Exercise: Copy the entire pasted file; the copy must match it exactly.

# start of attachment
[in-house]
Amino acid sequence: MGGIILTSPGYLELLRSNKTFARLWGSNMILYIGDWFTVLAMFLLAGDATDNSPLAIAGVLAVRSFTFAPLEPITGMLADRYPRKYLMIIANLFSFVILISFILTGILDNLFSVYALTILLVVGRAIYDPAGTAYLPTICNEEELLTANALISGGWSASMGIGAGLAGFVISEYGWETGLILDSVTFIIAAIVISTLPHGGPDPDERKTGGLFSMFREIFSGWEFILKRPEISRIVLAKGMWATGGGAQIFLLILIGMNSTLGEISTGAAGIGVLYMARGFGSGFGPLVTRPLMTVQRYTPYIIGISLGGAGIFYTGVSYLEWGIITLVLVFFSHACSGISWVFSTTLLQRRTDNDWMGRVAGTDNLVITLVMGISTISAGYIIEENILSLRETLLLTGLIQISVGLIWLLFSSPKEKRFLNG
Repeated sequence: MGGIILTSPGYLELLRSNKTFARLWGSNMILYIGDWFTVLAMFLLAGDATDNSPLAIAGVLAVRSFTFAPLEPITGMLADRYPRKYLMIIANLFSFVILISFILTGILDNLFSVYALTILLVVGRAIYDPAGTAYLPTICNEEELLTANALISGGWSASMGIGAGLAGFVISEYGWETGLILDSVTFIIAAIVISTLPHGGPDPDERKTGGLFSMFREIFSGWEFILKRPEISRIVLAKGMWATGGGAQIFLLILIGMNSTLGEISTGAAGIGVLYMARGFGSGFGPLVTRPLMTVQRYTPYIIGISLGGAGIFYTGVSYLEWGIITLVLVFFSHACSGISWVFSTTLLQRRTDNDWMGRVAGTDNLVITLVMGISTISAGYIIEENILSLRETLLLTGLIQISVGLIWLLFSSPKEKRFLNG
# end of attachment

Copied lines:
[in-house]
Amino acid sequence: MGGIILTSPGYLELLRSNKTFARLWGSNMILYIGDWFTVLAMFLLAGDATDNSPLAIAGVLAVRSFTFAPLEPITGMLADRYPRKYLMIIANLFSFVILISFILTGILDNLFSVYALTILLVVGRAIYDPAGTAYLPTICNEEELLTANALISGGWSASMGIGAGLAGFVISEYGWETGLILDSVTFIIAAIVISTLPHGGPDPDERKTGGLFSMFREIFSGWEFILKRPEISRIVLAKGMWATGGGAQIFLLILIGMNSTLGEISTGAAGIGVLYMARGFGSGFGPLVTRPLMTVQRYTPYIIGISLGGAGIFYTGVSYLEWGIITLVLVFFSHACSGISWVFSTTLLQRRTDNDWMGRVAGTDNLVITLVMGISTISAGYIIEENILSLRETLLLTGLIQISVGLIWLLFSSPKEKRFLNG
Repeated sequence: MGGIILTSPGYLELLRSNKTFARLWGSNMILYIGDWFTVLAMFLLAGDATDNSPLAIAGVLAVRSFTFAPLEPITGMLADRYPRKYLMIIANLFSFVILISFILTGILDNLFSVYALTILLVVGRAIYDPAGTAYLPTICNEEELLTANALISGGWSASMGIGAGLAGFVISEYGWETGLILDSVTFIIAAIVISTLPHGGPDPDERKTGGLFSMFREIFSGWEFILKRPEISRIVLAKGMWATGGGAQIFLLILIGMNSTLGEISTGAAGIGVLYMARGFGSGFGPLVTRPLMTVQRYTPYIIGISLGGAGIFYTGVSYLEWGIITLVLVFFSHACSGISWVFSTTLLQRRTDNDWMGRVAGTDNLVITLVMGISTISAGYIIEENILSLRETLLLTGLIQISVGLIWLLFSSPKEKRFLNG